People behind numbers, people behind their disease: Using art as an additional healthcare perspective. By Hilde Buiting and Gabe Sonke

Photo of hands making a heart shape   Photo of flowers in a field   Grayscale photo of peacock   Heart drawing

The number of arty exhibitions about and from people suffering with cancer is rising. At the same time, during the last couple of years, (science in) medicine is using art increasingly too. The present contribution in Lancet Oncology1 is such an example. Using art in the scientific literature, provides new opportunities to enlighten healthcare in a new way, for instance by using illustrations or creative patient stories to shed light on healthcare differently and/or to better guide patients in their cancer journey.

In doing this, a new focus and new nuances in medicine can be made that deserve more attention too. In anthropology, researchers are more often used to incorporate art and patient stories in their work; the people described in art and patient stories are for instance often called by their name.1 Using names facilitates a more informal atmosphere through which those ‘people behind numbers’ can be more easily understood. Why is it that this increased interest in art, even (or maybe especially) in high-impact medical journals is rising? As a medical oncologist, you particularly want to ensure that your patients receive the best possible form of anti-cancer treatment. However, knowing their patient stories, e.g., their quirky characteristics, are rather important to build a connection and relationship with your patients too.

So, being up-to-date with the most recent trial data in your specific field of work is rather important.2 However, being able to develop a good atmosphere in your consultation room to ensure that your patient will be looking forward to subsequent consultations, is essential too. This latter aspect often represents and requires ‘a different level’ of communication than talking about treatment options. Reading and talking about art can be a great source of inspiration to become inspired about this latter aspect of communication. Papers in which art and patient stories are combined can serve as examples.

‘The art of loving’3 is one such example. This book, written by Erich Fromm encompasses art and relationships together.3 By stating that love is an art, e.g. something that we can learn, he motivates people to invest in relationships, since everyone, he writes, can only live within relationships. It could be argued that the interrelation between expressing art, creating artistic patient stories and interpreting and observing love as an art is rather close. In our present society however there seems less and less space for artistic expressions, partly due to digitalization and formalization, also in the context of love and relationships. By bringing more attention towards art in healthcare and fuse this perspective with other perspectives/disciplines, art could be regarded as another starting-point for better healthcare, including the quality of relationships.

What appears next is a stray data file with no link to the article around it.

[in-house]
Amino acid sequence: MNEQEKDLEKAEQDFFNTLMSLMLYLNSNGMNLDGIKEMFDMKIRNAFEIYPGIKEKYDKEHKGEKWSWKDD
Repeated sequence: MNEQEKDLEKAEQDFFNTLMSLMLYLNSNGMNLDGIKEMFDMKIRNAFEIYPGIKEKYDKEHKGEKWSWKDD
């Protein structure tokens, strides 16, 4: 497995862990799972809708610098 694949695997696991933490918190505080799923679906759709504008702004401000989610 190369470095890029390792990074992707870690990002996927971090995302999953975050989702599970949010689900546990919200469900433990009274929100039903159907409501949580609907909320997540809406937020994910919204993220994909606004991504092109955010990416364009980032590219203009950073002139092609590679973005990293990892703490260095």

Being able to easily switch from an artistic perspective towards a more concrete, medical perspective will probably make you a much better doctor/healthcare professional. Intuitively, you may already act like this on the basis of personal experiences and the many patients you have seen as a healthcare professional. However, the present and augmented interest in art in medicine also seems to show that a more individualistic society as we are having right now, may benefit from a touch of art to be able to stay connected with each other: In every circumstance.

We believe every medical journal would benefit from a small touch of art. This perspective adds to other stories and research such as psycho-social and medical research. Using art as an additional, creative way of thinking besides our medical perspective, may sometimes be exactly what we need: To ensure high-quality discussions about making decisions surrounding anti-cancer treatment or other decisions that need to be made during the different stages of a cancer disease trajectory.


  1. Montel L, Di Carlo V, Minicozzi P, et al. The people behind the numbers: Women with breast cancer. Lancet Oncology (2023).
  2. Yau C, Osdoit M, van der Noordaa M, et al. Residual cancer burden after neoadjuvant chemotherapy and long-term survival outcomes in breast cancer: a multicentre pooled analysis of 5161 patients. Lancet Oncology (2022);23(1):149-60.
  3. Fromm E. The art of loving: Harper Collins Publishers 1956.


Photo of Hilde Buiting

Dr. Hilde Buiting

Dr. Buiting is a doctor in training and researcher working for Antoni van Leeuwenhoek, the University of Amsterdam and O2PZ, Platform of Palliative Care.

Photo of Gabe Sonke

Prof. Gabe Sonke

Prof. Sonke is a medical oncologist and cancer epidemiologist working at Antoni van Leeuwenhoek/Netherlands Cancer Institute and affiliated to the University of Amsterdam.

Declaration of interests

We have read and understood the BMJ Group policy on declaration of interests and declare the following interests: None. 

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